I’m writing this at the end of March in 2020. It is important to note the timeframe, because of all parts of the tech stack for enterprise application development, the UI frameworks and targets change fastest.
I was asked a question on the CSLA forum about UI technology choice.
My app would only run on Windows desktop and Android. Which technology should I go for? Would developing a UI in Blazor suffice for both the platforms?.
I thought the answer would be better as a blog post, so here we go.
Before getting into the details, I want to pause and examine the thought of building any app right now that only targets Windows. Or Android. Or iOS.
Neither we, nor our users, really know what the future holds. Personally I tend to err on the side of assuming that most apps will end up needing to be broadly cross-platform.
Sure, there are niche scenarios where the app is part of some larger hardware system that is built assuming a specific type of device. Manufacturing machines and retail devices are examples of physical devices built as peripherals to specific computing hardware. And in that case you can be more confident that your software will only ever run on that computing device, because the whole system would be junked to replace it.
But business software is almost certainly going to need to run on many types of device, supporting many types of operating system.
I call this out, because through the rest of this post I’ll tend to lean heavily toward cross-platform solutions rather than single-platform options.
Now onto the answer.
Smart or Thin Client
Step one is to determine whether your users will be satisfied with a thin client, or would benefit from a smart client experience. Of course this is really a spectrum, including:
- Pure server-side code with a browser-based terminal experience
- Smart client code with a robust and interactive user experience
Options 1 and 2 are largely the same, and in the Microsoft world are usually implemented using ASP.NET. Today I’d favor using Razor Pages, which is a nice evolution on top of the less productive MVC. But some folks prefer writing more code and so like MVC.
Or you go for a smart client option.
Smart Client Options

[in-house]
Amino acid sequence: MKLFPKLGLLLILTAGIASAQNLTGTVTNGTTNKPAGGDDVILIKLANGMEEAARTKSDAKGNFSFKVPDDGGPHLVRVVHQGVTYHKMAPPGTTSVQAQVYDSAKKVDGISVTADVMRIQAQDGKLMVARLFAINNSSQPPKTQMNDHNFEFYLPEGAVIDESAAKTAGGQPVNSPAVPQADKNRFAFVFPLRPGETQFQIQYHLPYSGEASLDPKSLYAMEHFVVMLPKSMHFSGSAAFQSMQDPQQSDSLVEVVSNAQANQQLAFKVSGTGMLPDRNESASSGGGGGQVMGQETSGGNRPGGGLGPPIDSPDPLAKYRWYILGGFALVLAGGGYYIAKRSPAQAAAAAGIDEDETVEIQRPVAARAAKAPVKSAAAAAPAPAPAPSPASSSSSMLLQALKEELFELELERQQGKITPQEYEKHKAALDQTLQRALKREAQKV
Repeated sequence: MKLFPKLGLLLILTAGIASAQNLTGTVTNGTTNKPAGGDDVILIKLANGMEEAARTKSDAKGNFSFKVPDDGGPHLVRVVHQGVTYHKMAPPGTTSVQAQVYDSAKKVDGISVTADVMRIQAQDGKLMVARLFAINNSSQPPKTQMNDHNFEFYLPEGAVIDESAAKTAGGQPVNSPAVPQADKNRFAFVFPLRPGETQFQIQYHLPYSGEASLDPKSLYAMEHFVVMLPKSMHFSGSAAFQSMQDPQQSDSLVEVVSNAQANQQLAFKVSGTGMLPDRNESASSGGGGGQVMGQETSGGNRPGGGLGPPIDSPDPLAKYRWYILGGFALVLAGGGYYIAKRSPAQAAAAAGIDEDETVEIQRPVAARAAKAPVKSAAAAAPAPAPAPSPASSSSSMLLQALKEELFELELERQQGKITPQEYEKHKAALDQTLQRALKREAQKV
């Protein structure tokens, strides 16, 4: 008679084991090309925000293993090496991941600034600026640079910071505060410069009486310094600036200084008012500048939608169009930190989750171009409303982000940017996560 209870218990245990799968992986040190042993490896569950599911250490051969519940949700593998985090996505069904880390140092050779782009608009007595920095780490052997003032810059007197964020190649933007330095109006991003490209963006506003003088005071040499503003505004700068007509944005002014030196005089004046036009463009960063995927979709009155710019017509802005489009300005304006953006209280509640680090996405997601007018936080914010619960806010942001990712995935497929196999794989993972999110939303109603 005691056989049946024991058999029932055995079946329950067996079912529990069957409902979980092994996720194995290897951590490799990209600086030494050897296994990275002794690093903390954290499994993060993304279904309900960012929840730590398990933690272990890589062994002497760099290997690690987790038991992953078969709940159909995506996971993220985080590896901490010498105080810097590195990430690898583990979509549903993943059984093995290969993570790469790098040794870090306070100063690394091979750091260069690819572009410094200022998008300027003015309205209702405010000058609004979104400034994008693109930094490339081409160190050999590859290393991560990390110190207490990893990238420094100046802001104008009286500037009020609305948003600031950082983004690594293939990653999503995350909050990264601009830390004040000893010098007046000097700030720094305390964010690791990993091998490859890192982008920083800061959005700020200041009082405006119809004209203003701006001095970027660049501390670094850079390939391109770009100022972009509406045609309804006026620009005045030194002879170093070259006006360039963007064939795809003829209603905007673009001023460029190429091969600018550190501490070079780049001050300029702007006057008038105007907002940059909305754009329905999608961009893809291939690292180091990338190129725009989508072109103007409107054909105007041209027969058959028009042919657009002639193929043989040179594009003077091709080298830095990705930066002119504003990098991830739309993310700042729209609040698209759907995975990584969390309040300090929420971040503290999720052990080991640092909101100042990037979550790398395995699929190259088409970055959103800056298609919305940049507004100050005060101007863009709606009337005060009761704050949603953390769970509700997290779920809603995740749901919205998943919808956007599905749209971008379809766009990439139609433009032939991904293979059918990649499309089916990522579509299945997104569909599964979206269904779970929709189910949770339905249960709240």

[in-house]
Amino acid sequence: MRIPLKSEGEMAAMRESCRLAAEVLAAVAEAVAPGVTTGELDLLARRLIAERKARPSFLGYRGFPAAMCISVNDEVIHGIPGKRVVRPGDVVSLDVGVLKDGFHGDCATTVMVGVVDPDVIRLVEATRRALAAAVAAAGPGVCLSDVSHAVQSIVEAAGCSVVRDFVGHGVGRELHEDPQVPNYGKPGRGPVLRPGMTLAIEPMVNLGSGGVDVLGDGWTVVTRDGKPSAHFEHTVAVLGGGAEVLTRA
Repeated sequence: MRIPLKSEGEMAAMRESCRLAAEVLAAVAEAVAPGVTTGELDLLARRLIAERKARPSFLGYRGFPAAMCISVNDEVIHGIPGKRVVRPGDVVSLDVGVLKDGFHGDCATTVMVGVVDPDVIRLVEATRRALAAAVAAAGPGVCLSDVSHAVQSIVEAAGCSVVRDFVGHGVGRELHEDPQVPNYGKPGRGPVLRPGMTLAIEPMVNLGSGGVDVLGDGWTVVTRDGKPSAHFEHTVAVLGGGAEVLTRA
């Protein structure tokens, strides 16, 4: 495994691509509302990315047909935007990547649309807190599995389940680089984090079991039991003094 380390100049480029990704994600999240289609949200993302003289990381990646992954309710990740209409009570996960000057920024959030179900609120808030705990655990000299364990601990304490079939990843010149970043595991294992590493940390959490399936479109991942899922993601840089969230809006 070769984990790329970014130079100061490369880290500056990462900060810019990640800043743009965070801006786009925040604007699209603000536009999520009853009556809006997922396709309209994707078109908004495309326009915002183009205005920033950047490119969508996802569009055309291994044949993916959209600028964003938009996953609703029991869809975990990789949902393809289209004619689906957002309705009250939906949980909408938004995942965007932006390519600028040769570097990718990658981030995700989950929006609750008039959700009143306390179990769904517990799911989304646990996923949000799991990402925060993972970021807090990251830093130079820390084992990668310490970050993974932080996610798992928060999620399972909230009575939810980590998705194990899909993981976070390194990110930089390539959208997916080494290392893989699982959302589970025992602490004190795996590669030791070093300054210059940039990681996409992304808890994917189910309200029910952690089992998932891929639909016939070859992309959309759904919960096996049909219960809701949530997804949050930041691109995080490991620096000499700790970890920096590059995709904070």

Smart client development has been popular since the early 1990’s thanks to Visual Basic, Powerbuilder, and similar technologies. It temporarily faded away in the face of server-side web development, but users constantly push for better user experiences, and we’ve seen the rebirth of smart client development over the past several years.
Native Mobile Apps
This started with Objective C and the desire to cash in on the iPhone/iPad gold rush. That led to Java on Android, then Swift and Kotlin, and (for Microsoft folks) Xamarin.
Today the primary options seem to be:
- Native via Swift, Java, Xamarin, React Native, or Flutter
- Non-native cross-platform options (my editorial view is these create the crappy apps that are crappy on all devices)
- PWA style web pages
If you are a .NET developer, the obvious choice here is Xamarin.
However, Blazor fits into this picture too, as I’ll discuss later.
This started with a wild frenzy of UI frameworks, all scrambling to build on jquery or replace jquery. So I suppose it started with jquery, one way or the other.
Today things have settled down somewhat, with the primary options being:
- React plus other stuff
No place here for .NET developers, but again, Blazor fits directly into this picture, as I’ll discuss later.
Desktop apps have been around since the 1980’s, but really became mainstream in the 1990’s. Things have evolved over time, but not radically. The primary options today seem to be:
- Native via Xamarin, UWP, WPF, Windows Forms, GTK+, Objective C, or Swift
- Semi-native via Electron
- PWA style web pages
Many folks would think that WPF is the right choice here, and if you still must support Windows 7 users (though Windows 7 is past end of life now), then WPF is the right choice.
But Xamarin is probably the best option, because it can target UWP along with Mac, Linux, Android, and iOS. Even if you think your app only needs to target Windows, it can be hard to predict the future. There’s real value in considering Xamarin for Windows for its flexibility alone.
However, Blazor does fit into this picture too, so let’s discuss Blazor.
WebAssembly and Blazor
Around the turn of the millennium (how cool is it to be able to say that???) there was a healthy debate about the future of the browser and client-side development. In summary, the question was whether browsers should basically remain colorful terminals (a la 3270 mainframe terminals), or if they should become a standard cross-platform runtime for client-side code.
The dot-bomb derailed that conversation, leading to a decade of the browser-as-terminal world, until SPAs became a thing. And we’ve seen the rise of browser-as-platform over the past decade or so.